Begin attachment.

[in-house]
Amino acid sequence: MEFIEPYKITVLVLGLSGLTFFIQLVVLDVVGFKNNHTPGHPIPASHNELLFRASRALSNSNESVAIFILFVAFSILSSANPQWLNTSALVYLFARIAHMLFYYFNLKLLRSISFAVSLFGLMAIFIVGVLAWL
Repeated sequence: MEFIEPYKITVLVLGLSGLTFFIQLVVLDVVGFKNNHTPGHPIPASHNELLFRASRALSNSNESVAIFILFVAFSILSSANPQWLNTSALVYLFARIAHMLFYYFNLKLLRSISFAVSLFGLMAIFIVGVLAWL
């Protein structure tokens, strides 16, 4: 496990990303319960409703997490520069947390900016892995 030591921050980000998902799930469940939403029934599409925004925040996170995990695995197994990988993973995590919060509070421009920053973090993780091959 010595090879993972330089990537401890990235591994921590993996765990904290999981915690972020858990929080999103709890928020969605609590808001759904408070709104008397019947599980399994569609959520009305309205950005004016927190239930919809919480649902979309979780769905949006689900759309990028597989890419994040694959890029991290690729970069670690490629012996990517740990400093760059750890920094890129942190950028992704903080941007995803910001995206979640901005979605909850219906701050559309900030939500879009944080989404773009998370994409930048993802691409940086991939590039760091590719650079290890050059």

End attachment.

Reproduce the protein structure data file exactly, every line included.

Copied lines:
[in-house]
Amino acid sequence: MEFIEPYKITVLVLGLSGLTFFIQLVVLDVVGFKNNHTPGHPIPASHNELLFRASRALSNSNESVAIFILFVAFSILSSANPQWLNTSALVYLFARIAHMLFYYFNLKLLRSISFAVSLFGLMAIFIVGVLAWL
Repeated sequence: MEFIEPYKITVLVLGLSGLTFFIQLVVLDVVGFKNNHTPGHPIPASHNELLFRASRALSNSNESVAIFILFVAFSILSSANPQWLNTSALVYLFARIAHMLFYYFNLKLLRSISFAVSLFGLMAIFIVGVLAWL
């Protein structure tokens, strides 16, 4: 496990990303319960409703997490520069947390900016892995 030591921050980000998902799930469940939403029934599409925004925040996170995990695995197994990988993973995590919060509070421009920053973090993780091959 010595090879993972330089990537401890990235591994921590993996765990904290999981915690972020858990929080999103709890928020969605609590808001759904408070709104008397019947599980399994569609959520009305309205950005004016927190239930919809919480649902979309979780769905949006689900759309990028597989890419994040694959890029991290690729970069670690490629012996990517740990400093760059750890920094890129942190950028992704903080941007995803910001995206979640901005979605909850219906701050559309900030939500879009944080989404773009998370994409930048993802691409940086991939590039760091590719650079290890050059």